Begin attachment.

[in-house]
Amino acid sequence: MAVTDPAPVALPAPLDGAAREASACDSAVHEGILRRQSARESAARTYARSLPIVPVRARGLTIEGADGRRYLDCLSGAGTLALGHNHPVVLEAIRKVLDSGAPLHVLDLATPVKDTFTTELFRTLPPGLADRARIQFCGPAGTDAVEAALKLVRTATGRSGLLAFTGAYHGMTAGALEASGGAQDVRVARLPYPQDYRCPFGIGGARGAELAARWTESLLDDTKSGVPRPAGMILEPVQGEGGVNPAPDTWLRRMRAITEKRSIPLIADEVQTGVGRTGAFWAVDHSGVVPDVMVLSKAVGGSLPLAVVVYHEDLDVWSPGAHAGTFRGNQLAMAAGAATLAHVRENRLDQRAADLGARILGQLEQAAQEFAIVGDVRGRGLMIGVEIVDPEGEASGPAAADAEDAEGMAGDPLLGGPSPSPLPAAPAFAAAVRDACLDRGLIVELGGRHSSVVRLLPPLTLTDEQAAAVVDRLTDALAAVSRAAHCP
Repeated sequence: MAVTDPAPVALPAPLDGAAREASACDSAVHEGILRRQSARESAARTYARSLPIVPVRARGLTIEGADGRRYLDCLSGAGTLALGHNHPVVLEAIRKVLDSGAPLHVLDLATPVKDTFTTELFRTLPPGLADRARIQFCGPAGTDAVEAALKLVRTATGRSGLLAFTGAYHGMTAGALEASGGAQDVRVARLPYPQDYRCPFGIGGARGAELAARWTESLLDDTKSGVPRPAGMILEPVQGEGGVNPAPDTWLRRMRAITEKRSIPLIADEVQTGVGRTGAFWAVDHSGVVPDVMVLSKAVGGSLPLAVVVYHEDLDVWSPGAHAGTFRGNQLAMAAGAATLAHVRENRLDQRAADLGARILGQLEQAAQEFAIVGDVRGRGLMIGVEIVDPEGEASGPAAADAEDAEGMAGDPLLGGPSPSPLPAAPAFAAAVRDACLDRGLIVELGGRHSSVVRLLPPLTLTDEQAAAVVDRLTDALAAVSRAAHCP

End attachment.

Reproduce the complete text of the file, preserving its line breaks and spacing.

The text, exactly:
[in-house]
Amino acid sequence: MAVTDPAPVALPAPLDGAAREASACDSAVHEGILRRQSARESAARTYARSLPIVPVRARGLTIEGADGRRYLDCLSGAGTLALGHNHPVVLEAIRKVLDSGAPLHVLDLATPVKDTFTTELFRTLPPGLADRARIQFCGPAGTDAVEAALKLVRTATGRSGLLAFTGAYHGMTAGALEASGGAQDVRVARLPYPQDYRCPFGIGGARGAELAARWTESLLDDTKSGVPRPAGMILEPVQGEGGVNPAPDTWLRRMRAITEKRSIPLIADEVQTGVGRTGAFWAVDHSGVVPDVMVLSKAVGGSLPLAVVVYHEDLDVWSPGAHAGTFRGNQLAMAAGAATLAHVRENRLDQRAADLGARILGQLEQAAQEFAIVGDVRGRGLMIGVEIVDPEGEASGPAAADAEDAEGMAGDPLLGGPSPSPLPAAPAFAAAVRDACLDRGLIVELGGRHSSVVRLLPPLTLTDEQAAAVVDRLTDALAAVSRAAHCP
Repeated sequence: MAVTDPAPVALPAPLDGAAREASACDSAVHEGILRRQSARESAARTYARSLPIVPVRARGLTIEGADGRRYLDCLSGAGTLALGHNHPVVLEAIRKVLDSGAPLHVLDLATPVKDTFTTELFRTLPPGLADRARIQFCGPAGTDAVEAALKLVRTATGRSGLLAFTGAYHGMTAGALEASGGAQDVRVARLPYPQDYRCPFGIGGARGAELAARWTESLLDDTKSGVPRPAGMILEPVQGEGGVNPAPDTWLRRMRAITEKRSIPLIADEVQTGVGRTGAFWAVDHSGVVPDVMVLSKAVGGSLPLAVVVYHEDLDVWSPGAHAGTFRGNQLAMAAGAATLAHVRENRLDQRAADLGARILGQLEQAAQEFAIVGDVRGRGLMIGVEIVDPEGEASGPAAADAEDAEGMAGDPLLGGPSPSPLPAAPAFAAAVRDACLDRGLIVELGGRHSSVVRLLPPLTLTDEQAAAVVDRLTDALAAVSRAAHCP